MAIB: Even Basic Tasks Benefit from Toolbox Talks
The U.K. Marine Accident Investigation Branch (MAIB) has released its first Safety Digest for 2016 highlighting the need for toolbox talks for even the most basic tasks.
In his introduction to the report Steve Clinch, Chief Inspector of Marine Accidents, said: “Toolbox talks can be a particularly useful way of ensuring a common understanding of how even the most basic tasks are to be carried out. If you don’t already conduct toolbox talks on your vessel, give it a go! You will be surprised at how effective these are at improving risk awareness and encouraging better, safer ways of working.”
Clinch highlights the case where a ship was required to relocate to a nearby berth to allow another vessel to come alongside to load cargo. The master had a discussion with the bosun, and it was decided that they only required two crew forward and two aft tending the mooring lines. A further two crew would move the ship’s boat that was moored alongside the ship, and then act as linesmen on the quay.
After retrieving the gangway, the forward and aft mooring stations were manned. The bosun, who was in charge at the forward mooring station, was wearing a safety helmet with an integral VHF radio. This was to ensure that he could communicate clearly with the master, who was on the bridge, as it could be noisy at the forward mooring station when the bow thruster was running.
The order was given to let go, and the two forward mooring lines were then slackened to allow them to be released from the quay. The two crew ashore lifted the mooring lines off the bollards and dropped them into the water. The bosun and crewman at the forward mooring station then each manually hauled a mooring line.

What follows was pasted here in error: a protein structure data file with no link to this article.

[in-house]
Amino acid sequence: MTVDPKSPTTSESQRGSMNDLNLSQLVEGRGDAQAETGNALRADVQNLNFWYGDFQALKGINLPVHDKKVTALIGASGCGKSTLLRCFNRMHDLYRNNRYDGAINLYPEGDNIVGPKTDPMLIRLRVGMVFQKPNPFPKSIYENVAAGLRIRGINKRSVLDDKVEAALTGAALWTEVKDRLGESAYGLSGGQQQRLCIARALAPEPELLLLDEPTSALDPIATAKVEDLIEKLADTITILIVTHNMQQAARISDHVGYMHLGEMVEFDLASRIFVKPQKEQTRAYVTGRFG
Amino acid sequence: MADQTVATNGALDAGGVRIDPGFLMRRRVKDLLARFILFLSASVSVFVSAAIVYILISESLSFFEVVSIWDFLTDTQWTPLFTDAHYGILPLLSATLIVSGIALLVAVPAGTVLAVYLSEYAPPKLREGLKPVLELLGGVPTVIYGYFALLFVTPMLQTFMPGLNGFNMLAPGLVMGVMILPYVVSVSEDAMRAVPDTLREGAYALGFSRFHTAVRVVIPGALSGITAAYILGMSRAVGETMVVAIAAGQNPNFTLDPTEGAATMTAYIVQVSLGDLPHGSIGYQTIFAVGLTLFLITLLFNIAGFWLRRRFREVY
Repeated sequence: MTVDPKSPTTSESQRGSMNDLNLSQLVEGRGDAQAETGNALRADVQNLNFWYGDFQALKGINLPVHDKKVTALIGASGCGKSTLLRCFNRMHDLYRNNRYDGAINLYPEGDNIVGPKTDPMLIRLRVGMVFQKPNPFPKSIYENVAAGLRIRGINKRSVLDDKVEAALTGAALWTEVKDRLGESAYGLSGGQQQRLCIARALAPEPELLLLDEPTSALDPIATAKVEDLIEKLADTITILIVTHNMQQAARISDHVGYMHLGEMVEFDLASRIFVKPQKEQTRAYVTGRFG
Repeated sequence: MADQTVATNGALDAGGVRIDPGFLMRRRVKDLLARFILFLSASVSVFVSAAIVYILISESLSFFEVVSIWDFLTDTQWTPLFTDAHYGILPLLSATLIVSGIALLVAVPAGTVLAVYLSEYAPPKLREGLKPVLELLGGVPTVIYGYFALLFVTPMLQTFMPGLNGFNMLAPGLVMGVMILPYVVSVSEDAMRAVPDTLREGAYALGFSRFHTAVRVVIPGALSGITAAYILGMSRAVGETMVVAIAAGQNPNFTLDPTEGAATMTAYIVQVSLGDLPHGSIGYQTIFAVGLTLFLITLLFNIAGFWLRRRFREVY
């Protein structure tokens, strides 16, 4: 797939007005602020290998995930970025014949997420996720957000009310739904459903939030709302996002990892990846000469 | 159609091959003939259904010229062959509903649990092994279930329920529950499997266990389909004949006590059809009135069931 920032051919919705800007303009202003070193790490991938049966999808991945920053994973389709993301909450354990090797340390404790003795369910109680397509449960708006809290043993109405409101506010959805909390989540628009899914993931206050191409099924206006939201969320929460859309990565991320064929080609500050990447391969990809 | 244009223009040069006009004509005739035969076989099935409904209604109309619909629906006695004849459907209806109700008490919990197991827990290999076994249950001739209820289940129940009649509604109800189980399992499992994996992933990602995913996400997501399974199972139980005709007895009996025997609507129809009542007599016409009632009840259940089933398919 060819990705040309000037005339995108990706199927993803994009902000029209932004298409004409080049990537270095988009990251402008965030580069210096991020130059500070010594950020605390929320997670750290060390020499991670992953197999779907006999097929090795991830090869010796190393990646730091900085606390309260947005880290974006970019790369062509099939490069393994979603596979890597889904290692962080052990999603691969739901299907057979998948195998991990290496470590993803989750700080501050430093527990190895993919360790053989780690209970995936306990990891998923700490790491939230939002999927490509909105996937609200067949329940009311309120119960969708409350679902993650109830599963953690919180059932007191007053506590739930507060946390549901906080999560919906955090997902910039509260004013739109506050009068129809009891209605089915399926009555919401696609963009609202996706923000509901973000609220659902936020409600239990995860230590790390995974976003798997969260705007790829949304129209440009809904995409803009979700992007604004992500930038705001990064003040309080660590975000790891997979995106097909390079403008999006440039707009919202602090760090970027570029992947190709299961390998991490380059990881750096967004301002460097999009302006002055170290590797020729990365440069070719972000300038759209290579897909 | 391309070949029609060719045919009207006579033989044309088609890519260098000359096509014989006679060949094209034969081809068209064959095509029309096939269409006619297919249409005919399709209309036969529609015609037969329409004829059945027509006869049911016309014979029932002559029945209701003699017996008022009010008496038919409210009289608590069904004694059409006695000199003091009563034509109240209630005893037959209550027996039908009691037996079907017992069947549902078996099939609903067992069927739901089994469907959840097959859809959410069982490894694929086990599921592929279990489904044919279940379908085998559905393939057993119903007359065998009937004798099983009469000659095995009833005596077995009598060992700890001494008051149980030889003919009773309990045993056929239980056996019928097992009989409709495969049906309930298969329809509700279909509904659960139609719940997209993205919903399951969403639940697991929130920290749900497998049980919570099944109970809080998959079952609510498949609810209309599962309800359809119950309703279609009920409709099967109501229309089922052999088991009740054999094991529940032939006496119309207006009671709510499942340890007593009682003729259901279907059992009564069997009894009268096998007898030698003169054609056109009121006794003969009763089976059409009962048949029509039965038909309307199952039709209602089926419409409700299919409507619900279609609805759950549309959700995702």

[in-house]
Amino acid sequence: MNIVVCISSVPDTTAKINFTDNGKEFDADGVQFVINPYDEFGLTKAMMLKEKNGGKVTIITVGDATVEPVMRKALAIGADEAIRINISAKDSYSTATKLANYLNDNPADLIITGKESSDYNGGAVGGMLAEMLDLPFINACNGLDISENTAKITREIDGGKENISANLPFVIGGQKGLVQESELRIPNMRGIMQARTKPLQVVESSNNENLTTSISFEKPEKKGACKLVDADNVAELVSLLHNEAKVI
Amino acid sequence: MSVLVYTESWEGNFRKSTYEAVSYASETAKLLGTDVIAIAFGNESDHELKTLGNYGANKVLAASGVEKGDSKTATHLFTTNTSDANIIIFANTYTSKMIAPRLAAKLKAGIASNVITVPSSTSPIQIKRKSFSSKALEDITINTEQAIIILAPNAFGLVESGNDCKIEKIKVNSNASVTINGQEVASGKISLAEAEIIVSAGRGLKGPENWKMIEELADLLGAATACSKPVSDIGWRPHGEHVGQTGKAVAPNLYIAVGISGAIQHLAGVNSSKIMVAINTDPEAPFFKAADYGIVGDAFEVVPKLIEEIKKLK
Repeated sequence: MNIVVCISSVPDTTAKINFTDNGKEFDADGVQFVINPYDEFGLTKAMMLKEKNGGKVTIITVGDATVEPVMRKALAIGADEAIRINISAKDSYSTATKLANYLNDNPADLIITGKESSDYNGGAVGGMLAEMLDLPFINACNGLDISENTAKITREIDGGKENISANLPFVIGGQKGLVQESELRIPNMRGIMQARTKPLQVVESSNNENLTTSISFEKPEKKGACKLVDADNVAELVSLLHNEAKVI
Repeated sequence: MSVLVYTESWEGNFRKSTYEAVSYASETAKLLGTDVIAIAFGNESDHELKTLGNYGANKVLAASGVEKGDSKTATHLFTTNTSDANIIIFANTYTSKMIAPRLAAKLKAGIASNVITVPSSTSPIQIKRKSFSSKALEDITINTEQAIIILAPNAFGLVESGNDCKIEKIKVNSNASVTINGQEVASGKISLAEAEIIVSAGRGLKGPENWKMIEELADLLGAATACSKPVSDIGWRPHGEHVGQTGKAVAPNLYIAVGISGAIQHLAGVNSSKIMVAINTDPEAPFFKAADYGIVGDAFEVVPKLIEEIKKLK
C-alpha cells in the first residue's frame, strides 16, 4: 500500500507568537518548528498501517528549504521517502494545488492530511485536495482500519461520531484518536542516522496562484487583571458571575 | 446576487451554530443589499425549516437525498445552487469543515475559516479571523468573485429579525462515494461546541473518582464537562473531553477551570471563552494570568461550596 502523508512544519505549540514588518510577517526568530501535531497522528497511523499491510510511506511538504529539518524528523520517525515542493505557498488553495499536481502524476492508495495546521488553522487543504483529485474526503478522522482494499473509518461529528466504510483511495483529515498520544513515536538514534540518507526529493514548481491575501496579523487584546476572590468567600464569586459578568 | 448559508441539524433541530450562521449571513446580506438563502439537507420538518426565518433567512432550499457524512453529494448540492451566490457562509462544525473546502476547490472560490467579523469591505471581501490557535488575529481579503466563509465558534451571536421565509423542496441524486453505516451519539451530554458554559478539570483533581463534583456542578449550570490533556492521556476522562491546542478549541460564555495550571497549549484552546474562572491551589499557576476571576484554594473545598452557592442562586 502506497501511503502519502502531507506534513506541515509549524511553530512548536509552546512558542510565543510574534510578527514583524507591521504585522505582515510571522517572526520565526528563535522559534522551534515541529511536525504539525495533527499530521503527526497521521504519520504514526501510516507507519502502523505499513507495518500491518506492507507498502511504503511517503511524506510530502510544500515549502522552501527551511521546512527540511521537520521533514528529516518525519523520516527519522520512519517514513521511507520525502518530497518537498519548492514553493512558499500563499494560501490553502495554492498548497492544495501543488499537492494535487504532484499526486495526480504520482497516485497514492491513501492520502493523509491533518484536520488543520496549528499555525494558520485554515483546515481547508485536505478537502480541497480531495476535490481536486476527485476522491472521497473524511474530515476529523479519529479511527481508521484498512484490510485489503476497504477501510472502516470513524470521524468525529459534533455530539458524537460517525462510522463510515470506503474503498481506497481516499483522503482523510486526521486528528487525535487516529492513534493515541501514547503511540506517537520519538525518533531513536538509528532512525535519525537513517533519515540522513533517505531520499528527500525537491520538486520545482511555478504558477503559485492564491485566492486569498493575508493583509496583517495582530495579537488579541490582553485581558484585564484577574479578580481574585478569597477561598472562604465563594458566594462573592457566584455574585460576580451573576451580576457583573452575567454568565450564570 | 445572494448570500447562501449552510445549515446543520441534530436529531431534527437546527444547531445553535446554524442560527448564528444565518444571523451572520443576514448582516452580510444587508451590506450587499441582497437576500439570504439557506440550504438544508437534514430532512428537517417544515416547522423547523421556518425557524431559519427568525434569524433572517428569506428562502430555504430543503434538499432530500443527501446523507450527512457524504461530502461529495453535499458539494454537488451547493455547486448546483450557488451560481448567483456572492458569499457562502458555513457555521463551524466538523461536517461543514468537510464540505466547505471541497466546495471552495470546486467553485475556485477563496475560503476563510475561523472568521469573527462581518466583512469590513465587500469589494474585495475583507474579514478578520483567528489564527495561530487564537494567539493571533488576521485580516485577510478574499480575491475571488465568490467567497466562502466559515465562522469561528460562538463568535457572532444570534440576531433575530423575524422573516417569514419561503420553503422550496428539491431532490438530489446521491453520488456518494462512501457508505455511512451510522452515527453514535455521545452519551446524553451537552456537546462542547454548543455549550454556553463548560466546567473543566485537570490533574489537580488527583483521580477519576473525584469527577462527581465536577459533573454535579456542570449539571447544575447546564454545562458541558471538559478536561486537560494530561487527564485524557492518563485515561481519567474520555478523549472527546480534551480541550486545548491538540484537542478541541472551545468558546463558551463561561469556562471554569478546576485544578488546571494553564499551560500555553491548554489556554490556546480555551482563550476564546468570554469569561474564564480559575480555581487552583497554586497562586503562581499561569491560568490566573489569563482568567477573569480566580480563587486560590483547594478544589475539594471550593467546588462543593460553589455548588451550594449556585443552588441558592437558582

As the bosun pulled his mooring line, he suddenly lost his footing and fell onto his back, his head catching a raised hatch cover behind him. The crewman told the bosun to lie still, and radioed the master, who summoned medical assistance. The ship was made fast and the bosun was then evacuated to a local hospital, where it was determined that he had dislocated his left shoulder. His safety helmet was instrumental in preventing a serious head injury.
1. No toolbox talk was conducted prior to the operation. All too often, tasks that are regarded as simple or routine are carried out without fully planning and briefing those involved. Stopping for a few minutes, and considering the risks and any safety measures required, will pay dividends in the long run.
2. It should have been recognized that there were insufficient crew to complete the task safely. Mooring operations were normally conducted with three crew at each mooring station, one of whom would be the responsible officer in charge. The bosun was the responsible person in this case, but he could not keep an adequate overview of the operation while manually recovering a mooring line.
3. The mooring line being heaved in by the bosun was new and heavier than the ship’s other mooring ropes. It also did not float, thereby increasing its drag after it had been dropped into the water. These factors should have led to a decision to use the drum end of the windlass to haul the rope, rather than relying on manual handling.
4. The deck at the forward mooring station had just been repainted, but its non-slip properties were insufficient when the deck was wet. The ratio of aggregate to paint needed to be higher in this case to ensure a coarse finish, and so increase grip for those working on deck.
The safety digest is available here.